We are now able to offer a new "ride-along" Airborne experience. Individuals will be allowed to go "Airborne" along with jump team members on a C47 flight. Hear and feel what it's like to ride in a WWII vintage aircraft and watch the troops dressed in WWII uniforms and equipment "Stand Up & hook Up".
To learn more about this opportunity contact us at: operations_@_wwiiadt.org
Established in 1902, because of the railroad
expansion in the region,
Work began on the development of what was to become
Frederick Army Airfield in 1942 as the US Army Air Force began one of
the most amazing expansions in military history.
However, within a few months one of the newest
advanced flying schools in the
As work was completed on many projects around the facility and military personnel poured onto the base, in February 1943, the Allied Engineering Company completed its work and withdrew from the base. The base commander was delighted when on April 23rd, 1943 the first consignment of cadets arrived to commence their final nine weeks of training before receiving their silver wings. By this time the base had expanded in size and the facilities that any small town would require were on site, with more yet to come.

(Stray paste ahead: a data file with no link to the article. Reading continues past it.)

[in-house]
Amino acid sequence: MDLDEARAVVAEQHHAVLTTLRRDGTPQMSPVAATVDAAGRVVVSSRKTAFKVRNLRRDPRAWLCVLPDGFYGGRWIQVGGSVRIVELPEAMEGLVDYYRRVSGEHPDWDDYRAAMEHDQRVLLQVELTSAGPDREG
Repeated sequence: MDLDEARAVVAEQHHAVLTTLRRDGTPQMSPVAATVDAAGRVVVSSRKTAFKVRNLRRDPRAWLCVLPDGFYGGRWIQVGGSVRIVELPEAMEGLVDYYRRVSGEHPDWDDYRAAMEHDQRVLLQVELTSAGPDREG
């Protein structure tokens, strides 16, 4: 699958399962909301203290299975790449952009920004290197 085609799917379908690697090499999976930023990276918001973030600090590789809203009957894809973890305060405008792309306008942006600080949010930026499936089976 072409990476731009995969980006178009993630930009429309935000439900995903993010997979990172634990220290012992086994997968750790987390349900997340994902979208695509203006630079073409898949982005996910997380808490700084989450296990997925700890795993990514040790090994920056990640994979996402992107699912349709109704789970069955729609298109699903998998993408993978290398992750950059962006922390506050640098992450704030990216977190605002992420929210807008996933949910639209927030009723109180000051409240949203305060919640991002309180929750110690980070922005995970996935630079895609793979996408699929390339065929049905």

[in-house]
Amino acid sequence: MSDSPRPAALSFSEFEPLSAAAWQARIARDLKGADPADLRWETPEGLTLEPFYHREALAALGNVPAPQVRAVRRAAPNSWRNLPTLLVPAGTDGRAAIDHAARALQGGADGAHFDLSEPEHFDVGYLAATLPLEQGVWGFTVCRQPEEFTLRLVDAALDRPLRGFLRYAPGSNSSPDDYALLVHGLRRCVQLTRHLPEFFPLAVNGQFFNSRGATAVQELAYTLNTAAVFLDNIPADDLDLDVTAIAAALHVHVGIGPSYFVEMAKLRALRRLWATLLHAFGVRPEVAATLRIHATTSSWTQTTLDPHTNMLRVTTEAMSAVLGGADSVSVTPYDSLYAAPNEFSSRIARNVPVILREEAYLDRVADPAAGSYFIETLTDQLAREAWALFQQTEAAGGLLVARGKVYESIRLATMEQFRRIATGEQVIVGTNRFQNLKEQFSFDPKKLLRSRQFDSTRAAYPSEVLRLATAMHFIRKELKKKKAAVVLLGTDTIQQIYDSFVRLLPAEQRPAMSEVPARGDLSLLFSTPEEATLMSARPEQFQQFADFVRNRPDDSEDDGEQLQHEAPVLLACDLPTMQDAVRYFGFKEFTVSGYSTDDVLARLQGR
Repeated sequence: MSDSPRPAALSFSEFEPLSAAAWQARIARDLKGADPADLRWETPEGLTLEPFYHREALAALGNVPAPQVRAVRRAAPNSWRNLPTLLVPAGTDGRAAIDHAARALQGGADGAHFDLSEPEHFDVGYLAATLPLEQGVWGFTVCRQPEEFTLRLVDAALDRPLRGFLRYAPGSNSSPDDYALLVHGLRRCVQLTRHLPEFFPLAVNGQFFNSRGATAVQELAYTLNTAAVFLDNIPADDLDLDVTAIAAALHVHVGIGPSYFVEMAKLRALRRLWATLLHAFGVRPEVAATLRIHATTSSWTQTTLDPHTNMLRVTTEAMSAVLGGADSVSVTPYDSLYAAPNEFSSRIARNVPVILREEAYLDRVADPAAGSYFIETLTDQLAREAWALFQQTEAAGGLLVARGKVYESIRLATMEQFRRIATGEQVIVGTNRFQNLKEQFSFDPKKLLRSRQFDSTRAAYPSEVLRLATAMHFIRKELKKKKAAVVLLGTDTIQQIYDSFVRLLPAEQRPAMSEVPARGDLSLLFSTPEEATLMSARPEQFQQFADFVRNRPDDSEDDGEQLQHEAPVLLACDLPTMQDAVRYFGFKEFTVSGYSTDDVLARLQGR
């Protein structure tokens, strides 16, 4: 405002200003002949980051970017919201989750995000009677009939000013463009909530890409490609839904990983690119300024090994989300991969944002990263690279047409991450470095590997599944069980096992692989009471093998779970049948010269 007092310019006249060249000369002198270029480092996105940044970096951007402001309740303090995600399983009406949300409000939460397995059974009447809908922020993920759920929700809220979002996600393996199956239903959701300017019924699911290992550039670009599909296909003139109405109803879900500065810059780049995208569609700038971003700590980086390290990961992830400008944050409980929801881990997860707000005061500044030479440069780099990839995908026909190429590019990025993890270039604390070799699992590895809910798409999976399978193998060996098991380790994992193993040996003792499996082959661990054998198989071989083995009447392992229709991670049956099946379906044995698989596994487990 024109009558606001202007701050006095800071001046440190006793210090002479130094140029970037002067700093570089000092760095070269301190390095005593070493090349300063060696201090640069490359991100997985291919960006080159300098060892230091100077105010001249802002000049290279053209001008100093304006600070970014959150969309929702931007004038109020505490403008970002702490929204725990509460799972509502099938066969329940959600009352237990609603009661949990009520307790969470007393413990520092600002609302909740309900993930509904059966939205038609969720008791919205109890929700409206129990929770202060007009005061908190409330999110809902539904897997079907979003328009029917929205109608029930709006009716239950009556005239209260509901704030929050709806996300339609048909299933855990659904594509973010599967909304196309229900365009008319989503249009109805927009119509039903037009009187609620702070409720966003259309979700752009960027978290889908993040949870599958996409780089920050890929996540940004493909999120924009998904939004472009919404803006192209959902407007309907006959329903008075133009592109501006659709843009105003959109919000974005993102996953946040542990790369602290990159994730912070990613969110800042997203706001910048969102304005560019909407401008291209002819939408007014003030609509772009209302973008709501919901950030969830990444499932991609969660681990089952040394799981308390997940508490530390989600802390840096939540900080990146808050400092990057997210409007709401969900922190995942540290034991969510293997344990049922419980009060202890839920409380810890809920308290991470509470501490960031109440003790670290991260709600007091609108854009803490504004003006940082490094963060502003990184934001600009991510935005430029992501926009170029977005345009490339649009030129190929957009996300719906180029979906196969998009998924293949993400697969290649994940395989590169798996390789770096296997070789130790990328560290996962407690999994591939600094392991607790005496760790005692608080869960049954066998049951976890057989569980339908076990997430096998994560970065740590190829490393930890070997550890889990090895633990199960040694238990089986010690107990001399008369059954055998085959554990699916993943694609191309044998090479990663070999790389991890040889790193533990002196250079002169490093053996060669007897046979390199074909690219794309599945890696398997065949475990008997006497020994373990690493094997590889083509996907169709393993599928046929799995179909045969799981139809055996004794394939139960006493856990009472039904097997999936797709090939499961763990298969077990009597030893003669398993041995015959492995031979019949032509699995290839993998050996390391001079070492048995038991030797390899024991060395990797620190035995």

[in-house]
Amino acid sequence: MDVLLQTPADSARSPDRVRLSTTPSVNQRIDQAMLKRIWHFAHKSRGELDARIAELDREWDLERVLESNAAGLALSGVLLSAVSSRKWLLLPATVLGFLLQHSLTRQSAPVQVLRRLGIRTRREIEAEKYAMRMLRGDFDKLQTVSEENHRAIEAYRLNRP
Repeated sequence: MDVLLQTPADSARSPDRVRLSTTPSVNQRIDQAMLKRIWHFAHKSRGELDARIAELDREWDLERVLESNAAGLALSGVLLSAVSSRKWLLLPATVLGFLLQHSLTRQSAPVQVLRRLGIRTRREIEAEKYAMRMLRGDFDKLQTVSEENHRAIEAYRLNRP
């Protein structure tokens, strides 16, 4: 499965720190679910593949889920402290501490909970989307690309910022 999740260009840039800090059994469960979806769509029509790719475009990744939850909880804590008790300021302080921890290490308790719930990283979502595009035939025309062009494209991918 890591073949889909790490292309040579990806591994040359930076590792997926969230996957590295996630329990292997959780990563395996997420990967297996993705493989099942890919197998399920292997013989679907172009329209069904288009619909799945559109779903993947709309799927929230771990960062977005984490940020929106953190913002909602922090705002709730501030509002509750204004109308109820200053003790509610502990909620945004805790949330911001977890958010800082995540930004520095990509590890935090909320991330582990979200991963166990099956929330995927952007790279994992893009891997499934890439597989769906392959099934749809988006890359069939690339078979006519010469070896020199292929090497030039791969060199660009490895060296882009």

Wedding at Base Chapel
Buildings were established where cadets would undertake their military training in flying instruction as well as navigation, engineering, maintenance, weather prediction, photography, radio operation and signals. Facilities also included many support services like hospital, guard house, quartermaster and even a theater for those relaxation hours.
Dance with local girls
Every single aspect of each cadetís care and welfare had to be created from scratch. Be it barracks for them to sleep in, the laundry to wash their clothes or the mess hall to feed their hungry appetites, Frederick Army Airfield had it on site or it was in the process of being built.
Post Mess Hall
Graduation of the first class of cadets took place on June 26th, 1943, when a proud commander saw the culmination of many months hard work as Officers and enlisted men marked the end of this phase of the development of this phase of the nationís training program. A phase in which Frederick Army Air Field was to play an important part. So it came as no surprise to the commander when on July 18th 1943, Frederick Army Airfield held its first ďOpen HouseĒ and some 20,000 inquisitive civilian visitors poured through the field gates to inspect the facility and left offering loud praise for this new part of the nationís defense.
Review of Cadets
So, Frederick Army Airfield would take its rightful
place, alongside more established Army Airfields, producing the type of
highly trained men that were needed on the battlefront. Its graduates
would take up that challenge thrown down by the Japanese at Pearl Harbor
and by their Axis allies in